Nearly 750,000 babies born each year in the United Kingdom are at risk of brain damage because of low oxygen during birth. Credit: Medical Research Council

Cooling babies who are at risk of brain damage provides long-lasting prevention of such injuries, researchers report today in the New England Journal of Medicine1.

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A team led by Denis Azzopardi, a neonatologist at King’s College London, lowered the body temperature of 145 full-term babies who were born after at least 36 weeks of gestation. All were at risk of brain damage because they had been deprived of oxygen during birth.

The researchers cooled the infants to between 33°C and 34°C for 72 hours, starting within 6 hours of birth. The technique is known to boost the chances that children avoid brain damage until they become toddlers2, but any longer-term benefits have remained unclear.

The study finds treated babies had better mental and physical health than untreated infants through to ages 6 or 7: they were 60% more likely to have normal intelligence, hearing and vision. Those who survived to childhood also had fewer disabilities such as difficulty walking and seeing.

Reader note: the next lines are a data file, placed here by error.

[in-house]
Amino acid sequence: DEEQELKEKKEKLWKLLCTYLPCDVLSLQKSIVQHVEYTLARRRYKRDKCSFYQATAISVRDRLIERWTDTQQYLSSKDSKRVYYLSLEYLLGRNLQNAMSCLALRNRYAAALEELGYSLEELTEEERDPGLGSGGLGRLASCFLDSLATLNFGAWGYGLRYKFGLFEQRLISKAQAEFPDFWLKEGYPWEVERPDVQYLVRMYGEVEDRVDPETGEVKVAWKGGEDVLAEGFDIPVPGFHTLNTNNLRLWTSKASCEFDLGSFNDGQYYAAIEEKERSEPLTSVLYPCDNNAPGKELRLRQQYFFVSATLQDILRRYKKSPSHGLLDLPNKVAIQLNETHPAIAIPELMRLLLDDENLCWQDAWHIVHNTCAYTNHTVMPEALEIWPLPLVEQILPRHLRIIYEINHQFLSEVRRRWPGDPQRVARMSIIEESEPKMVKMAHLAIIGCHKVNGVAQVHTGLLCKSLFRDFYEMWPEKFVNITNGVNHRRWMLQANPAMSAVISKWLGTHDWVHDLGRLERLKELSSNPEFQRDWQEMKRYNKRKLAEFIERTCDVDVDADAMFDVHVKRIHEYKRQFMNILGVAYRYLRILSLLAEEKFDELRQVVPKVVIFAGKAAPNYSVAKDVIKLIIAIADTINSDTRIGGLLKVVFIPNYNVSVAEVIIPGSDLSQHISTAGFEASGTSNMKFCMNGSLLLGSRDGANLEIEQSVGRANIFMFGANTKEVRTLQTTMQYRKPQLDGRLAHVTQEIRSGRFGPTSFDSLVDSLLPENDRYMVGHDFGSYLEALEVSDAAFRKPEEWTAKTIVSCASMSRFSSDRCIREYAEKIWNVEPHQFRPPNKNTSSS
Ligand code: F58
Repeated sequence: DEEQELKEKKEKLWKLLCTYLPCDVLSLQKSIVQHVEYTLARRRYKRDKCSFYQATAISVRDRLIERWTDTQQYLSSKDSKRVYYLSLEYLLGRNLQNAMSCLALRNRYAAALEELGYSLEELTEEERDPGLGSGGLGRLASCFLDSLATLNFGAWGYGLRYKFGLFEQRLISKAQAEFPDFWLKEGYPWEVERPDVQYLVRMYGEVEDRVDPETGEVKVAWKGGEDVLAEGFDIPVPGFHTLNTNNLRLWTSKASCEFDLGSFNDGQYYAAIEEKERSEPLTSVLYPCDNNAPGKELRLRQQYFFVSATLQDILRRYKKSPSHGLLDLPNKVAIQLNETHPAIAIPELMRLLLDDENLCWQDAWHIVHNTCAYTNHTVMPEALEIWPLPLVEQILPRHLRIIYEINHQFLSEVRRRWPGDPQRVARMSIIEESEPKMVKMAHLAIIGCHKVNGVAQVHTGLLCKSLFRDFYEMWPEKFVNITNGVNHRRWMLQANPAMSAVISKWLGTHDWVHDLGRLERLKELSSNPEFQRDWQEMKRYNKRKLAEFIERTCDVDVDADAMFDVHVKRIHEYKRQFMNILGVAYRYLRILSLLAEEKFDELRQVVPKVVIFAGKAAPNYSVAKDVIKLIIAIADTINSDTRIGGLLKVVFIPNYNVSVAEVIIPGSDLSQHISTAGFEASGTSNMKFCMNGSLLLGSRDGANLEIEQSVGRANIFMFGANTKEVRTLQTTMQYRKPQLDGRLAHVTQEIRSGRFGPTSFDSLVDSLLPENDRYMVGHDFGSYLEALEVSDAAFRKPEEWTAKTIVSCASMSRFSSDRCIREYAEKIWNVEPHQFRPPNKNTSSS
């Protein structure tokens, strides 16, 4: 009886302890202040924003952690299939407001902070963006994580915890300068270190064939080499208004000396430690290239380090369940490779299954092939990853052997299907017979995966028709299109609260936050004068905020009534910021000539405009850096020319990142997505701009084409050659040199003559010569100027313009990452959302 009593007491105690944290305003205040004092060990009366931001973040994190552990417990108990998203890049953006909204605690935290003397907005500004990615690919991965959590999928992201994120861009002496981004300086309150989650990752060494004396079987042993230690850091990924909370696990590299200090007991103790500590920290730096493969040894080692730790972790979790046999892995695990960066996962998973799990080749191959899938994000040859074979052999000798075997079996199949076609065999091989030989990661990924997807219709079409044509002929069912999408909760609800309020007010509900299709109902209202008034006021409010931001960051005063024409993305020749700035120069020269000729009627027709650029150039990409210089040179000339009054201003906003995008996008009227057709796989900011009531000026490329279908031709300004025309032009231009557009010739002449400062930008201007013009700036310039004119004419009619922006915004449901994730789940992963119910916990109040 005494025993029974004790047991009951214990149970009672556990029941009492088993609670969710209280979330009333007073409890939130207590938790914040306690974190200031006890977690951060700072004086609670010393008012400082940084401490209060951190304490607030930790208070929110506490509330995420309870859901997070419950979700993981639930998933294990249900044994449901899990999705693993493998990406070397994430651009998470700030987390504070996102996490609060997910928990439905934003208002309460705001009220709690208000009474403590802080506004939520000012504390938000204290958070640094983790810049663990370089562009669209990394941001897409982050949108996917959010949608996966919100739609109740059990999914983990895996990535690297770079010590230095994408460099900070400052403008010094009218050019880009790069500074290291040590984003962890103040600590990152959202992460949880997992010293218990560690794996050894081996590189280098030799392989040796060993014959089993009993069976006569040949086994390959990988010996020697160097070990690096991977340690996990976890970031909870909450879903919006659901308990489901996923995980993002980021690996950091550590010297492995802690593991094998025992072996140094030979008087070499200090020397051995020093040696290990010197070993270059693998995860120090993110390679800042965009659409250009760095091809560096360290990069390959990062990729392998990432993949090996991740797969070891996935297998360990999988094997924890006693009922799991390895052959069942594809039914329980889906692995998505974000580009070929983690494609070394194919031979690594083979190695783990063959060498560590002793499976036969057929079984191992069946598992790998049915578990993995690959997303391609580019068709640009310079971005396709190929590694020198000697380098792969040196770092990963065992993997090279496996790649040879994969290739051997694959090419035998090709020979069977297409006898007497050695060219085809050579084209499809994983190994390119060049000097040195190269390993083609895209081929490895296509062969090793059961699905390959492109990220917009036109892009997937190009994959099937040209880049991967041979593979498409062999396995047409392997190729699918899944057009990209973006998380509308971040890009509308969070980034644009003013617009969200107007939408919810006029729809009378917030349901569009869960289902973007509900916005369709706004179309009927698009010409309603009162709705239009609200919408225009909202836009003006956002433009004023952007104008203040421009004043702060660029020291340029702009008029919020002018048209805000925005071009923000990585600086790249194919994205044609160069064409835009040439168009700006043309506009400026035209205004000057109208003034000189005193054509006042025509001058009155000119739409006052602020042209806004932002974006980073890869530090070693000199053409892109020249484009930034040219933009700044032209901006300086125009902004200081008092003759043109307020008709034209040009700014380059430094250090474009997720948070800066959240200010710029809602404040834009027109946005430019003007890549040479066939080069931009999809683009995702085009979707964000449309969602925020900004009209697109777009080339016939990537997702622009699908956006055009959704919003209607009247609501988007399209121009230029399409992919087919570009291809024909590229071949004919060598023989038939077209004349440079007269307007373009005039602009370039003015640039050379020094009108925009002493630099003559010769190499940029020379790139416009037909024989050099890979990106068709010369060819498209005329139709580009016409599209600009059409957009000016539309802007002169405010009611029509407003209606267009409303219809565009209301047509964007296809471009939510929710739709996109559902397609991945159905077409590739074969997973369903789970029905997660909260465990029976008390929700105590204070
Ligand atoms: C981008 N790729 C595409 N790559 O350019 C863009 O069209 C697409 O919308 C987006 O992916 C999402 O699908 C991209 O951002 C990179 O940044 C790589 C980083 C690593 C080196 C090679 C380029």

"The bottom line is that this doubles a child’s chance of normal survival," says David Edwards, a neonatologist at King’s College London and an author of the study.

Cool benefits

Neonatologist David Rowitch from the University of California, San Francisco, who studies treatments for paediatric brain damage, says the findings are important because they show sustained improvements. "This study is encouraging, adding to the weight of evidence showing both positive early indicators and also school-age benefits to hypothermia," Rowitch adds.

Previous research3 suggests that the cooling works by slowing down or stopping the death of oxygen-deprived cells — a process known as apoptosis.

Researchers are also testing whether combining therapies such as xenon gas4 or the blood-boosting molecule erythropoietin5 with hypothermia can increase the number of children who avoid brain damage.

“This study is a proof of concept that this is a fruitful area for research,” says Edwards, who is currently involved in a xenon trial.

But although hypothermia is being used more routinely in countries such as the United States and the United Kingdom, it is not yet widely available in poor countries, Edwards notes — despite greater need because these nations often lack routine obstetric care, which puts more infants at risk of brain damage.

The problem of the moment is whether this work can be extended into geographical areas such as Nepal, Tibet, Uganda, and Kenya — and that is work that needs to be done,” he says.